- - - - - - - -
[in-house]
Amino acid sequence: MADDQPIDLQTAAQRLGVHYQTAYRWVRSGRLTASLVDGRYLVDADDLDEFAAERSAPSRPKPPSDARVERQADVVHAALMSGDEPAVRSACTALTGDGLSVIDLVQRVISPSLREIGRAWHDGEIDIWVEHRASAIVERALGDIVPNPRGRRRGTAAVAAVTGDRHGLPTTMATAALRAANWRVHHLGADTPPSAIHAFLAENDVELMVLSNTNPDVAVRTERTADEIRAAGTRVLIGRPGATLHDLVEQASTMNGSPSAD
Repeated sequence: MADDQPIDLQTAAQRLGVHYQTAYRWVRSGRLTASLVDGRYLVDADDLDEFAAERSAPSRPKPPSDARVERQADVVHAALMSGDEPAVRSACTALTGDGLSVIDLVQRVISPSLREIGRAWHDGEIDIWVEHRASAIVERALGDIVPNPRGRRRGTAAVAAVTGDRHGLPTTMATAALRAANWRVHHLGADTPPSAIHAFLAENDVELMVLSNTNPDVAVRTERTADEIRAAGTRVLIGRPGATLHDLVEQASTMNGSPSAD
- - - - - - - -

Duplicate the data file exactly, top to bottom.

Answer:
[in-house]
Amino acid sequence: MADDQPIDLQTAAQRLGVHYQTAYRWVRSGRLTASLVDGRYLVDADDLDEFAAERSAPSRPKPPSDARVERQADVVHAALMSGDEPAVRSACTALTGDGLSVIDLVQRVISPSLREIGRAWHDGEIDIWVEHRASAIVERALGDIVPNPRGRRRGTAAVAAVTGDRHGLPTTMATAALRAANWRVHHLGADTPPSAIHAFLAENDVELMVLSNTNPDVAVRTERTADEIRAAGTRVLIGRPGATLHDLVEQASTMNGSPSAD
Repeated sequence: MADDQPIDLQTAAQRLGVHYQTAYRWVRSGRLTASLVDGRYLVDADDLDEFAAERSAPSRPKPPSDARVERQADVVHAALMSGDEPAVRSACTALTGDGLSVIDLVQRVISPSLREIGRAWHDGEIDIWVEHRASAIVERALGDIVPNPRGRRRGTAAVAAVTGDRHGLPTTMATAALRAANWRVHHLGADTPPSAIHAFLAENDVELMVLSNTNPDVAVRTERTADEIRAAGTRVLIGRPGATLHDLVEQASTMNGSPSAD